Herbalife Feud Raises Questions About Transparency

While Carl Icahn and Bill Ackman take the main stage, a debate about trading disclosures also rages on.


Carl Icahn of Icahn Enterprises and activist investor Bill Ackman, founder of hedge fund firm Pershing Square Capital Management, revived their public feud over nutritional supplement maker Herbalife this week. The sparring made for good TV, but it also highlighted a lingering debate over what investors actually must disclose about a trade — and when.

The fireworks between Icahn and Ackman, which have been erupting intermittently for several years, began again last Friday when the Wall Street Journal reported that Icahn was preparing to exit his Herbalife stake. In 2013 Ackman claimed that the Los Angeles–based multilevel marketing company is a pyramid scheme and took a $1 billion short position in its stock. Icahn, who believes Herbalife’s business is legitimate, responded to Ackman’s claims by buying a stake several months later and has since built his share of the company to more than 18 percent. Herbalife contends that its business is legitimate. In July, the Federal Trade Commission determined that the company’s compensation structure was unfair, and Herbalife agreed to pay $200 million in penalty charges and change some of its practices.

Last Friday Ackman told CNBC that Icahn had approached him through investment bank Jefferies Group about buying some or all of Icahn’s more than 17 million shares, essentially surrendering his long position on Herbalife. “This is a confidence game,” Ackman said on Sqawk Box. “I know he thinks this is toast.”

Icahn, who will appear at Delivering Alpha this month, responded hours later by not only denying the rumor but also purchasing 2.3 million additional Herbalife shares.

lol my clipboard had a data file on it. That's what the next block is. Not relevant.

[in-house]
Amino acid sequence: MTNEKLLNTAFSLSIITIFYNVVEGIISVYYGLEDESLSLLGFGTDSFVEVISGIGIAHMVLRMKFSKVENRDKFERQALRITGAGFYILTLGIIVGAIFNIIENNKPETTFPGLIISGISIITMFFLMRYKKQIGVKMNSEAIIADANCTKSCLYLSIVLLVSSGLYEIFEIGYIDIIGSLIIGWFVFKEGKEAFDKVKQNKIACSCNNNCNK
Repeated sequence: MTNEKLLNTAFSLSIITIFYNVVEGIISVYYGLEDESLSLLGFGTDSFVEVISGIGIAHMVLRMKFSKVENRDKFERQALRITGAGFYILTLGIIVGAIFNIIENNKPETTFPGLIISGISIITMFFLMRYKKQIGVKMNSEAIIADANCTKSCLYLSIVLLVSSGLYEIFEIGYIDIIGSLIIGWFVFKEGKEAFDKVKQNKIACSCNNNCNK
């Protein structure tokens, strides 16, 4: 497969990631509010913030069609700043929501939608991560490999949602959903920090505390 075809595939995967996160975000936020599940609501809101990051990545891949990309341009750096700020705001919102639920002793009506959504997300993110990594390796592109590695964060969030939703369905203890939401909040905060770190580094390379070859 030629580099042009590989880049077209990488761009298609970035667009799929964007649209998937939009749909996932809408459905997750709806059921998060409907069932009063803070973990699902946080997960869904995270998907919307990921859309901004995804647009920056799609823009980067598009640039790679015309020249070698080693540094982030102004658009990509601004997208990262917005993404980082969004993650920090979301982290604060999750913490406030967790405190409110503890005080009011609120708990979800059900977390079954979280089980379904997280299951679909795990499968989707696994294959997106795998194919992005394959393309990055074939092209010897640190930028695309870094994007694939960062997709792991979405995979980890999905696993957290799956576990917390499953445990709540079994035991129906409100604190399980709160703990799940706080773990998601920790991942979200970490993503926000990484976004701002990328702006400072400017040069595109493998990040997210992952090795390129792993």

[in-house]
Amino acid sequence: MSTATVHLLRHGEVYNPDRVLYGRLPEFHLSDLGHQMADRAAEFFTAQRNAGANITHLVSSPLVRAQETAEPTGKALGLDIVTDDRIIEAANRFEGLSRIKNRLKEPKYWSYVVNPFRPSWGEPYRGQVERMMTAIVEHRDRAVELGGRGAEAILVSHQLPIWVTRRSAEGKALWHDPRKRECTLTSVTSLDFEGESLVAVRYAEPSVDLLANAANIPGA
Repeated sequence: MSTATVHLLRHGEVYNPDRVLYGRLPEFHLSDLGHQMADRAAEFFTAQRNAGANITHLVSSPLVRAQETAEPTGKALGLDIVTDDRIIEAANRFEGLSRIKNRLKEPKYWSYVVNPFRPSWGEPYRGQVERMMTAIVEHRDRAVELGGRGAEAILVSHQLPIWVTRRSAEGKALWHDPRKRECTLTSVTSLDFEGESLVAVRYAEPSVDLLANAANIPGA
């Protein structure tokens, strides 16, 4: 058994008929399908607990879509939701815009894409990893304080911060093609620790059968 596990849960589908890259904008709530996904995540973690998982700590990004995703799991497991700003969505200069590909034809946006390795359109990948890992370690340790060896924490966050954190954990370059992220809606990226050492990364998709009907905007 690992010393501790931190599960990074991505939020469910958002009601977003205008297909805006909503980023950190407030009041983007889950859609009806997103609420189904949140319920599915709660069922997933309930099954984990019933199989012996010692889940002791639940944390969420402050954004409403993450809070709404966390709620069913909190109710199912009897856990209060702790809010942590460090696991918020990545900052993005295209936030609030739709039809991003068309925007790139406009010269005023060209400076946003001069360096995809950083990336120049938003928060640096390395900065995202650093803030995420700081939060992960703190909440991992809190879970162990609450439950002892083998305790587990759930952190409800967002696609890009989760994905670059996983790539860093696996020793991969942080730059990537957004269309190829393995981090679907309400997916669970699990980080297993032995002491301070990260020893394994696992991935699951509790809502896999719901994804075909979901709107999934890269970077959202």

The feud continued throughout the week, devolving into a back-and-forth about who was more “boxed in” by their strategy on Herbalife. Ackman claimed Icahn felt trapped in his investment in Herbalife and was purchasing shares to help keep the company afloat; Icahn countered by arguing that Ackman is the one who is boxed in by his short position.

Amid the drama, legal experts and other observers noted the opportune timing of Icahn’s purchase — just after the stock dipped on news that he might be selling — and some questioned his lack of warning to investors that he was about to buy 2.5 percent more of Herbalife.

“The law on when shareholders in Mr. Icahn’s position are required to go public is murky, to be sure, but even if it doesn’t require such disclosure, it should,” wrote Ronald Barusch, a corporate attorney and a Wall Street Journal columnist, on Monday. Barusch argued that Herbalife investors would have benefited from more transparency regarding Icahn’s “apparent 360” on the stock.